The Risks of Grain Free Diets

The Risks of Grain Free Diets for your Pets

The Food and Drug Administration is investigating Canine Nutritional Dilated Cardiomyopathy (DCM) as it relates to grain free diets.

What is a grain free diet? A diet made without wheat, corn, rice or other grains.

What is DCM? The heart muscle is unable to contract properly so the heart dilates or enlarges. Blood and pressure can build up in the heart and body, causing fluid leakage into the chest cavity, lungs, or abdomen, and it can lead to congestive heart failure and sudden death. Signs include decreased energy, cough, difficulty breathing, episodes of collapse and exercise intolerance. Symptoms may take years to start showing.

Over 1100 cases of dogs affected have been reported to the FDA, but the actual number is likely considerably higher.

Of the dogs diagnosed, 90% ate only grain free diets.

The good news is that upon stopping a grain free diet, many dogs were able to recover with treatment within 7-13 months.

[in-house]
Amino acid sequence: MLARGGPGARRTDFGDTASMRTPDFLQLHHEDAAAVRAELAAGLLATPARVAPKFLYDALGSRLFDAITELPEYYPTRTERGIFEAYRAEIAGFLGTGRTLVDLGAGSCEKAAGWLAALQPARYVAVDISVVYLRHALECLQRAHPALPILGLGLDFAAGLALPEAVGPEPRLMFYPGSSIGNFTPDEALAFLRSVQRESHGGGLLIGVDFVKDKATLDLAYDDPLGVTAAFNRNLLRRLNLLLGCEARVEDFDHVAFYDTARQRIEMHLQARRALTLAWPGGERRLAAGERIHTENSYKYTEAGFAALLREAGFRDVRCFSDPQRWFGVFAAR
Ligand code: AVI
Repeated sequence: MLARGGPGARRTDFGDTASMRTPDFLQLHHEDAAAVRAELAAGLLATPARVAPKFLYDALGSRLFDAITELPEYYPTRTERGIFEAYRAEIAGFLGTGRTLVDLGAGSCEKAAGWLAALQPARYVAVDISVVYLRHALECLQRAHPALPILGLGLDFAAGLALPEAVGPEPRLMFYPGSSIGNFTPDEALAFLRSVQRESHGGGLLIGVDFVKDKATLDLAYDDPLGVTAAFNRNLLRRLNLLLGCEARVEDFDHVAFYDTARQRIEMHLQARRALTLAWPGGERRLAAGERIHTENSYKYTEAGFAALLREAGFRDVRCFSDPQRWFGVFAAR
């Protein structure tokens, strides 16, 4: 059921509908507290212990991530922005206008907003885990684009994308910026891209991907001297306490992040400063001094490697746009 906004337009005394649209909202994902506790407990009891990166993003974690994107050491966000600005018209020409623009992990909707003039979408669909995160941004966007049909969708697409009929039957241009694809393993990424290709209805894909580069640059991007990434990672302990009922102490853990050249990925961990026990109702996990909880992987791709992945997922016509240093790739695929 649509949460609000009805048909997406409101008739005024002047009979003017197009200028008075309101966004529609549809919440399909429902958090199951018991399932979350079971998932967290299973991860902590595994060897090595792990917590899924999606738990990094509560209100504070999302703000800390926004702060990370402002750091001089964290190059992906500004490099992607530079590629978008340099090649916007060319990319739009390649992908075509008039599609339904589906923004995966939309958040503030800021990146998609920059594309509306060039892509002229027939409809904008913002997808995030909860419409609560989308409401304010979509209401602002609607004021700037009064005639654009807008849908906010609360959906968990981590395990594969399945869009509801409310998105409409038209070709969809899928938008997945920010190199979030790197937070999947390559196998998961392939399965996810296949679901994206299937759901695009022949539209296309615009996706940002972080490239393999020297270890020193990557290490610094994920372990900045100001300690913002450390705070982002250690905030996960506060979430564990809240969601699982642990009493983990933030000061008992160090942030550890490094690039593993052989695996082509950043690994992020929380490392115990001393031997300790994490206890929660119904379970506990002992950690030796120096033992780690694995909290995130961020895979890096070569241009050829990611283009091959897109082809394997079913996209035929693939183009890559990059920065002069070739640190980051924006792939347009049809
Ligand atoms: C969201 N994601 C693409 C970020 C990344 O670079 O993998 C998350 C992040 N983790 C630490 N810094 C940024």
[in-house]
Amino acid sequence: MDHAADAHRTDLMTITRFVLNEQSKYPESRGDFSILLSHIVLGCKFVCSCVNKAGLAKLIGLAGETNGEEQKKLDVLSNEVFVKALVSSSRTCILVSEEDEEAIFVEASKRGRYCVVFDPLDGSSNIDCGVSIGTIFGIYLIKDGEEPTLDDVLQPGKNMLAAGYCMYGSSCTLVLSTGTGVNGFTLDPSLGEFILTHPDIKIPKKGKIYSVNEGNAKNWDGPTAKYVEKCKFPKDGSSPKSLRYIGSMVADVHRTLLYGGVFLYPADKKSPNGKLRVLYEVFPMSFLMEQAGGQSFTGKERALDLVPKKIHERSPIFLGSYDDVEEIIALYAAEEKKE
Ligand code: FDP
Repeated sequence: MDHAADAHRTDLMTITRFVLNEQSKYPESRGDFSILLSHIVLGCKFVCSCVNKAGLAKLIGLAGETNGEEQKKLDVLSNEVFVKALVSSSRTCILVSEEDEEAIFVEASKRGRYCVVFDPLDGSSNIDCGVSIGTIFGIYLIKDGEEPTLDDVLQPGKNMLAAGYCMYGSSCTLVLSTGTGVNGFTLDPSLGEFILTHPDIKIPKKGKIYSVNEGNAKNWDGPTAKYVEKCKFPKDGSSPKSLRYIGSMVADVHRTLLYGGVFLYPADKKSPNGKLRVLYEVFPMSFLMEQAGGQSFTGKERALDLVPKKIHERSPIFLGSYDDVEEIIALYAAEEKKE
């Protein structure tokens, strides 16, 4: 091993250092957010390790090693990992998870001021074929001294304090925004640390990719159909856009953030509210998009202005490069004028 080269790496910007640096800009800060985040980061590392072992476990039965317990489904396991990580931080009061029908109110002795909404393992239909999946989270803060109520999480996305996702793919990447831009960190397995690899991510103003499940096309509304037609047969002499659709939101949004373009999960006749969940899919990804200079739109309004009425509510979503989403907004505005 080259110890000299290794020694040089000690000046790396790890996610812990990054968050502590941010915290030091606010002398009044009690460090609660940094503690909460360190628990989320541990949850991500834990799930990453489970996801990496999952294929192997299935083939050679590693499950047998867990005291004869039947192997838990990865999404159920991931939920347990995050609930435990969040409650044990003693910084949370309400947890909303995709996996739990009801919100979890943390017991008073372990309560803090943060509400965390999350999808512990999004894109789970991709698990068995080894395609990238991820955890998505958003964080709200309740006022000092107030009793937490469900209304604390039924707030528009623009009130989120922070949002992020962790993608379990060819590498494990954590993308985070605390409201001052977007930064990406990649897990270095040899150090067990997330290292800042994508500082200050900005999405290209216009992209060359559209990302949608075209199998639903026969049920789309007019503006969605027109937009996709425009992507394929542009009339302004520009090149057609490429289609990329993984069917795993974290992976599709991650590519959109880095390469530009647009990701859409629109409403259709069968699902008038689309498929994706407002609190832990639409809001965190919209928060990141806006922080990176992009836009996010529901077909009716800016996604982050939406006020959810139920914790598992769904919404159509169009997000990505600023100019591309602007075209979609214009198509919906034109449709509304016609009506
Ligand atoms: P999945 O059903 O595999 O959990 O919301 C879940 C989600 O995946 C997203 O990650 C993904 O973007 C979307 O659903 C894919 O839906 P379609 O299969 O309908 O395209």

Cats are likely affected by this as well, but there are not enough studies yet to confirm.

What can you do?

Get informed! Talk to your veterinarian about your pet’s food or ask for a food recommendation. If you think your pet may be affected, a veterinary cardiologist can diagnose DCM with an echocardiogram.

Check the ingredients and make sure your pet’s food contains grains and does not list more than 1 potato, sweet potato or pulse (peas, lentils, chickpeas and beans), and NOT in the first 5 ingredients.

Feed foods from manufacturers that have a veterinary nutritionist on board and conduct Association of American Feed Control Officials (AAFCO) food trails. Most foods from Hills Prescription Diet, Hills Science Diet, Royal Canin and Purina meet the World Small Animal Veterinary Association (WSAVA) guidelines. These foods can be purchased at Chestermere Veterinary Clinic or though our online store

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